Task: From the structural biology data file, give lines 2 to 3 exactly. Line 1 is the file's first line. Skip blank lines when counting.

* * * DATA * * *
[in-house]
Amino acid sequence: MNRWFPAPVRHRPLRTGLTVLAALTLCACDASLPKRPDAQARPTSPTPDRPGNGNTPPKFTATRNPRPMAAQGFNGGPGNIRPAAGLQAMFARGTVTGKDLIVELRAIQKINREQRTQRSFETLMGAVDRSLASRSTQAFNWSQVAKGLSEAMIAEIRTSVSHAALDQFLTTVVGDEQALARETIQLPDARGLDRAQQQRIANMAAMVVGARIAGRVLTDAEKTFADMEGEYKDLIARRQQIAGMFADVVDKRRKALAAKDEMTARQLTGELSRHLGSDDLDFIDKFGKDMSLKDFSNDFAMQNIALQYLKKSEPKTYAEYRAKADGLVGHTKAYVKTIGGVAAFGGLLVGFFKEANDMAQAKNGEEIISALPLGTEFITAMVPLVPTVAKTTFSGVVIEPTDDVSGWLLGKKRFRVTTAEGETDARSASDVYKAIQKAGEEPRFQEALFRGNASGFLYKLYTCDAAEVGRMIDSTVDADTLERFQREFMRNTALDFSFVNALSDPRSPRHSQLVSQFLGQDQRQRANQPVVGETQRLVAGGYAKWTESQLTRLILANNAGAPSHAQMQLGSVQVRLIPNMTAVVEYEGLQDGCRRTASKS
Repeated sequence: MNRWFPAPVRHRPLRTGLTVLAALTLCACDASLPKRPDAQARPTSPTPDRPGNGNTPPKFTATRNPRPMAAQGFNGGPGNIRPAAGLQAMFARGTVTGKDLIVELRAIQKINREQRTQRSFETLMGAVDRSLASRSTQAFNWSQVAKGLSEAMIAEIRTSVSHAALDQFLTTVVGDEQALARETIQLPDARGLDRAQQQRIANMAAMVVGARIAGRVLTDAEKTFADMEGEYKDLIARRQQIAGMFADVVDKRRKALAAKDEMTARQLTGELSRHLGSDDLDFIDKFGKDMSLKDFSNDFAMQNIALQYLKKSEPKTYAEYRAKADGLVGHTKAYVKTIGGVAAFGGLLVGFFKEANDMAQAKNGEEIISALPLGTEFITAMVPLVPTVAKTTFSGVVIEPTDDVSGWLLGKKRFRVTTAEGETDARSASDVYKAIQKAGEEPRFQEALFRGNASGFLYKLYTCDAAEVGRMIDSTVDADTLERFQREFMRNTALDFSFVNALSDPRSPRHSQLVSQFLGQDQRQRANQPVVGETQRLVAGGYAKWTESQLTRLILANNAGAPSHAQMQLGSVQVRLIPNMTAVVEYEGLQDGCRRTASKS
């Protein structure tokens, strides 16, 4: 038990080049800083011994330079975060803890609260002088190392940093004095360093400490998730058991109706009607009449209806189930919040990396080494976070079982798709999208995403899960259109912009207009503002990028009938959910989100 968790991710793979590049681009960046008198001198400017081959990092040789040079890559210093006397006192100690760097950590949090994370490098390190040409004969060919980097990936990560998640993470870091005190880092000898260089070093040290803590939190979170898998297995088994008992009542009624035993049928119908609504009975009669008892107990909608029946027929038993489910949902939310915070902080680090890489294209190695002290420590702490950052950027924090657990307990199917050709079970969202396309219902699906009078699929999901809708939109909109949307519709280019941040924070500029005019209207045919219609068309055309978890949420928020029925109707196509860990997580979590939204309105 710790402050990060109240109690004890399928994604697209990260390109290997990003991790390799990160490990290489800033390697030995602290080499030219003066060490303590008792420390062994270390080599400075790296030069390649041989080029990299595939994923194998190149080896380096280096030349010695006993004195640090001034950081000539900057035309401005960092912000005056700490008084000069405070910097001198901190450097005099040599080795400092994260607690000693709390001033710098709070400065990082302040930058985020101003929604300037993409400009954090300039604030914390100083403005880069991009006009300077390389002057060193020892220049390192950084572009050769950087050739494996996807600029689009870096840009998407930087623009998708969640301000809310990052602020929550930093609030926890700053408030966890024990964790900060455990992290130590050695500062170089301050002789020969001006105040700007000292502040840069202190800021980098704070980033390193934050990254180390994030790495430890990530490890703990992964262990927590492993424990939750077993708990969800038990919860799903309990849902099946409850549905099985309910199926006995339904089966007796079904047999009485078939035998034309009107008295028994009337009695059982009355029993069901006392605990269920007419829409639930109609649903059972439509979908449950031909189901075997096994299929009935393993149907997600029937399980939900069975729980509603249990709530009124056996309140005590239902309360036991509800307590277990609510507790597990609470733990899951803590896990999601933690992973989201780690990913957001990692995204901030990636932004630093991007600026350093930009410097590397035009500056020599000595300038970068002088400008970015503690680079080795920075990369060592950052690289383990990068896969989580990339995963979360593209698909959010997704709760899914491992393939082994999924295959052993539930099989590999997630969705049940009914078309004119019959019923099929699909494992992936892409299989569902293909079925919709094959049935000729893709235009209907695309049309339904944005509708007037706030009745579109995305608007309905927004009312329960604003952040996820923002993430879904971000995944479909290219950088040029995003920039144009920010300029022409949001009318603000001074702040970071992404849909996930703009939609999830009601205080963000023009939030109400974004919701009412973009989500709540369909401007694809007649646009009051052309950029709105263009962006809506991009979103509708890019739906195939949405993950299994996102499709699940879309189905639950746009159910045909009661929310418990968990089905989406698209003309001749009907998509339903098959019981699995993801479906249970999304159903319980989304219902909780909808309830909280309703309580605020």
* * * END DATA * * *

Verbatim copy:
Amino acid sequence: MNRWFPAPVRHRPLRTGLTVLAALTLCACDASLPKRPDAQARPTSPTPDRPGNGNTPPKFTATRNPRPMAAQGFNGGPGNIRPAAGLQAMFARGTVTGKDLIVELRAIQKINREQRTQRSFETLMGAVDRSLASRSTQAFNWSQVAKGLSEAMIAEIRTSVSHAALDQFLTTVVGDEQALARETIQLPDARGLDRAQQQRIANMAAMVVGARIAGRVLTDAEKTFADMEGEYKDLIARRQQIAGMFADVVDKRRKALAAKDEMTARQLTGELSRHLGSDDLDFIDKFGKDMSLKDFSNDFAMQNIALQYLKKSEPKTYAEYRAKADGLVGHTKAYVKTIGGVAAFGGLLVGFFKEANDMAQAKNGEEIISALPLGTEFITAMVPLVPTVAKTTFSGVVIEPTDDVSGWLLGKKRFRVTTAEGETDARSASDVYKAIQKAGEEPRFQEALFRGNASGFLYKLYTCDAAEVGRMIDSTVDADTLERFQREFMRNTALDFSFVNALSDPRSPRHSQLVSQFLGQDQRQRANQPVVGETQRLVAGGYAKWTESQLTRLILANNAGAPSHAQMQLGSVQVRLIPNMTAVVEYEGLQDGCRRTASKS
Repeated sequence: MNRWFPAPVRHRPLRTGLTVLAALTLCACDASLPKRPDAQARPTSPTPDRPGNGNTPPKFTATRNPRPMAAQGFNGGPGNIRPAAGLQAMFARGTVTGKDLIVELRAIQKINREQRTQRSFETLMGAVDRSLASRSTQAFNWSQVAKGLSEAMIAEIRTSVSHAALDQFLTTVVGDEQALARETIQLPDARGLDRAQQQRIANMAAMVVGARIAGRVLTDAEKTFADMEGEYKDLIARRQQIAGMFADVVDKRRKALAAKDEMTARQLTGELSRHLGSDDLDFIDKFGKDMSLKDFSNDFAMQNIALQYLKKSEPKTYAEYRAKADGLVGHTKAYVKTIGGVAAFGGLLVGFFKEANDMAQAKNGEEIISALPLGTEFITAMVPLVPTVAKTTFSGVVIEPTDDVSGWLLGKKRFRVTTAEGETDARSASDVYKAIQKAGEEPRFQEALFRGNASGFLYKLYTCDAAEVGRMIDSTVDADTLERFQREFMRNTALDFSFVNALSDPRSPRHSQLVSQFLGQDQRQRANQPVVGETQRLVAGGYAKWTESQLTRLILANNAGAPSHAQMQLGSVQVRLIPNMTAVVEYEGLQDGCRRTASKS